by Ken Runkle
For more on this topic, go to www.dentaleconomics.com and search using the following key words: Frank Sinatra, case presentation, new patients, dental team, patient referrals.
Like him or not, Frank Sinatra was an icon in the entertainment industry. As a performer, “Old Blue Eyes” packed concert venues with people entranced by his smooth voice and unique interpretation of songs. As a celebrity, he schmoozed with famous people from Washington to Hollywood. As a personal brand, he earned millions of dollars.
Frank Sinatra was the brand. Frank Sinatra was the business. People filled concert halls to see Frank Sinatra, not his band or stage manager or warm-up act. He was the headliner, the main act. The show was about him. The tickets and posters announced “Frank Sinatra” in concert. People bought records to hear Frank Sinatra, not his piano player or record producer. The album covers proclaimed and pictured Frank Sinatra. It was all about Frank Sinatra.
What does Frank Sinatra have to do with your dental practice? Who is Frank Sinatra in your practice? Who is the main act? If you are the doctor and owner of your practice, you are the Frank Sinatra of your practice. You are the main act.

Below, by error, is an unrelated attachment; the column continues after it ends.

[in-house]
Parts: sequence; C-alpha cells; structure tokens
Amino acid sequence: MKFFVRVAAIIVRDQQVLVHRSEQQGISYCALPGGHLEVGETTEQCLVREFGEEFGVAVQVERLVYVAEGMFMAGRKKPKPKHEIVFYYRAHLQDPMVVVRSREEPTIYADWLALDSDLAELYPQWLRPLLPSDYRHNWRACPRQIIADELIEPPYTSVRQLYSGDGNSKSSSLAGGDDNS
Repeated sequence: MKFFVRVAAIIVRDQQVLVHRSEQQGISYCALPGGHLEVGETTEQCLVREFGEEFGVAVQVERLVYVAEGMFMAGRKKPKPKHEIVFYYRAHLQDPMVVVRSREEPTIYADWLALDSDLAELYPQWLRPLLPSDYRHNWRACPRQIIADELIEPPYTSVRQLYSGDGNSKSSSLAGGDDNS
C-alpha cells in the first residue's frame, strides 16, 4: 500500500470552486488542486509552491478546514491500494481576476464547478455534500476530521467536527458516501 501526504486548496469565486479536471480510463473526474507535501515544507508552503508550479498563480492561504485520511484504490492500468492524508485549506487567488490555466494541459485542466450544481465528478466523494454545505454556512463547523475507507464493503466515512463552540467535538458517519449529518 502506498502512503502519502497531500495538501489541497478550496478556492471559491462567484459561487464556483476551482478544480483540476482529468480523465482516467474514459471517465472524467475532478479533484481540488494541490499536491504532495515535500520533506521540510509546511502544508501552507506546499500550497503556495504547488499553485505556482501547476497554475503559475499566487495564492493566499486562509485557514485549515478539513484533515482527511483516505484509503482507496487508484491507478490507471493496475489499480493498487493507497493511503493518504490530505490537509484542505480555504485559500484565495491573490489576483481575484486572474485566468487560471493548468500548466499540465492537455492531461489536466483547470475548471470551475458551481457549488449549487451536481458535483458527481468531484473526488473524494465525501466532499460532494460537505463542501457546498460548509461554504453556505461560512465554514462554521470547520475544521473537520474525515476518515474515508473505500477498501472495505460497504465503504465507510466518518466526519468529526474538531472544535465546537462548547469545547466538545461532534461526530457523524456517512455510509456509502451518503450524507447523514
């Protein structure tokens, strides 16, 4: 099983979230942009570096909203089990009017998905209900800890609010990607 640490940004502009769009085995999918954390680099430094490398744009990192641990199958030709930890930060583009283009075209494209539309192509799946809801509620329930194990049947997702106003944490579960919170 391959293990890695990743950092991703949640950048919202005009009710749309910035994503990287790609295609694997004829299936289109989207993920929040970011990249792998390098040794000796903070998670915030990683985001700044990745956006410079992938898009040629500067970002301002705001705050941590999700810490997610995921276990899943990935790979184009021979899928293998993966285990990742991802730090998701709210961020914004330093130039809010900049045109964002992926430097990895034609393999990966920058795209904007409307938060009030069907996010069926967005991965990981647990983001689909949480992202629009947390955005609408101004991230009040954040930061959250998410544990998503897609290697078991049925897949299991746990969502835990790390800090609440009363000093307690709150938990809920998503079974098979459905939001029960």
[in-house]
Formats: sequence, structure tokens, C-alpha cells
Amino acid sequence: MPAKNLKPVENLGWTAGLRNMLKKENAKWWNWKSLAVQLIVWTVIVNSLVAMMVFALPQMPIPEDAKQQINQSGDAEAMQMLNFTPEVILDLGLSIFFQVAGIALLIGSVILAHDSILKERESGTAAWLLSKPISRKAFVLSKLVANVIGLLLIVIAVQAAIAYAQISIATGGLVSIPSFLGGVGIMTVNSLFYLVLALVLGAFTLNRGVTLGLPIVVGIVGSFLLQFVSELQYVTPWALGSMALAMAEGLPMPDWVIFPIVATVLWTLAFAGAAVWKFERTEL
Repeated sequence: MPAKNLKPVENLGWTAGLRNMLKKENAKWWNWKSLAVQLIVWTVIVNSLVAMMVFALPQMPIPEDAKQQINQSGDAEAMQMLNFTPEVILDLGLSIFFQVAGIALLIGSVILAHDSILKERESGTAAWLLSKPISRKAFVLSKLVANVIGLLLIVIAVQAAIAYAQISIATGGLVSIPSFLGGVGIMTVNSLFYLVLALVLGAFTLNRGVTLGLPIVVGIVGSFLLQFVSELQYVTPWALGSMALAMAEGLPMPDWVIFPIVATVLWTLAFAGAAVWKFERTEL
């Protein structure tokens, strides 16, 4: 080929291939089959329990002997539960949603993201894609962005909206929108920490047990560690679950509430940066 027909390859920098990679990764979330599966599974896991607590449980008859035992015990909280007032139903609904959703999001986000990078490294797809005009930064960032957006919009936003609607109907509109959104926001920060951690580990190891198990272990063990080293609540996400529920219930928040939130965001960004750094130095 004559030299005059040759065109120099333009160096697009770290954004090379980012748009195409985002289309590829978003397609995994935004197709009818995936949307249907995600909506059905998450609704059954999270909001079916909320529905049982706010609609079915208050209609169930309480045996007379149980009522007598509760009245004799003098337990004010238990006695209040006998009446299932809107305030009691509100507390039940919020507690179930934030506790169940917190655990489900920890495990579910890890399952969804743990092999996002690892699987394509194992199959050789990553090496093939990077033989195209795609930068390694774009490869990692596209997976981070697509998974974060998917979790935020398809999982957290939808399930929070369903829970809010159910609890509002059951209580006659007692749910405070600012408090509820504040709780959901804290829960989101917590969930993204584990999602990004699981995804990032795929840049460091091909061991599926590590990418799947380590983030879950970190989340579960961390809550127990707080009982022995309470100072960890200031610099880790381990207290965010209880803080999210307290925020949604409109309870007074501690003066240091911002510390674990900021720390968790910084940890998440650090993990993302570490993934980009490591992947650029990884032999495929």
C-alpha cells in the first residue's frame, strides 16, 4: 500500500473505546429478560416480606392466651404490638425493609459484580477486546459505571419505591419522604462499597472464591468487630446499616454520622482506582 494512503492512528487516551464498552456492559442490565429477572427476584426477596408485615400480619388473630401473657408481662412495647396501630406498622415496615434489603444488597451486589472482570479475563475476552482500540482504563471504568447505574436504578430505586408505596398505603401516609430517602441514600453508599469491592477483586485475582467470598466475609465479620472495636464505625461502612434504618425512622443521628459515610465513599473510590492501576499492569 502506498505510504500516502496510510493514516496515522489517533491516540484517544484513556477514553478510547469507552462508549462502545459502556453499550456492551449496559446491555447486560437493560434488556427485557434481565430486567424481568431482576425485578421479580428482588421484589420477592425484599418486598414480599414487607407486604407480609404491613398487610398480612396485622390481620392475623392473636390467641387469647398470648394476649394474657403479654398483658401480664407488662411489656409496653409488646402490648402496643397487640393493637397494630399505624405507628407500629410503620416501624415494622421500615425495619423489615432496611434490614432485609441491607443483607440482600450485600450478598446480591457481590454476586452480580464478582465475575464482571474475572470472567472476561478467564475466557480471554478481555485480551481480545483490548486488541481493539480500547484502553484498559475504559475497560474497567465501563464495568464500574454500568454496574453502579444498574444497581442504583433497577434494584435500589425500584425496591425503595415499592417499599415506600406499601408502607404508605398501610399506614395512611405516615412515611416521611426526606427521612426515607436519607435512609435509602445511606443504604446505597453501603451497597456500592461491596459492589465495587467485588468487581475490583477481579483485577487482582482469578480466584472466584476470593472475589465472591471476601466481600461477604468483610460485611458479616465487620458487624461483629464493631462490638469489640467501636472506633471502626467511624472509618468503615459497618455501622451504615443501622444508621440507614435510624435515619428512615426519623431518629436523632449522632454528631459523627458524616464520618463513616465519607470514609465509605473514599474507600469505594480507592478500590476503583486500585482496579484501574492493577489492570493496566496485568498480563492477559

Let me offer a word of caution before we continue. This article should not be construed as license to set free any uncontrolled, egocentric arrogance you may have within. “Main acts” with staying power in dentistry possess and present a humble confidence that draws a great team, develops long-term relationships with existing patients, and attracts new patients.
Yes, you are the main act and everyone should know it. However, be careful not to let your position of power become an excuse for pride and condescension.
Doctors who are highly esteemed by their teams and patients always have higher case acceptance.
Steps to becoming Frank Sinatra
1) Review the ticket.
If you are the owner of a single doctor practice, you are the main act. You are the headliner and your name should be on the ticket. Chances are good that most new patients are referred to you, the doctor. More than likely, your practice is known in your community by your name. A simple experiment will reveal who the main act is in your practice.
Ask your team the following question: “When new patients are referred to our practice, who are they referred to?” In other words, are they referred to the doctor, the name of the dental practice, a specific hygienist, or another team member?
In most cases, new patients are referred to the doctor. “You should definitely try my dentist. Dr. Edwards is a great dentist.”
When your patients buy a ticket to your practice, they are coming to see you. You are the Frank Sinatra of your practice.
2) Get the entire team on board.
Does your entire team act in ways that reveal you as the Frank Sinatra of your practice? Do they defer their own stories and anecdotes to your personal patient interactions? Do they promote you with every conversation? Do they continuously plant seeds of your expertise and experience in the minds of your patients?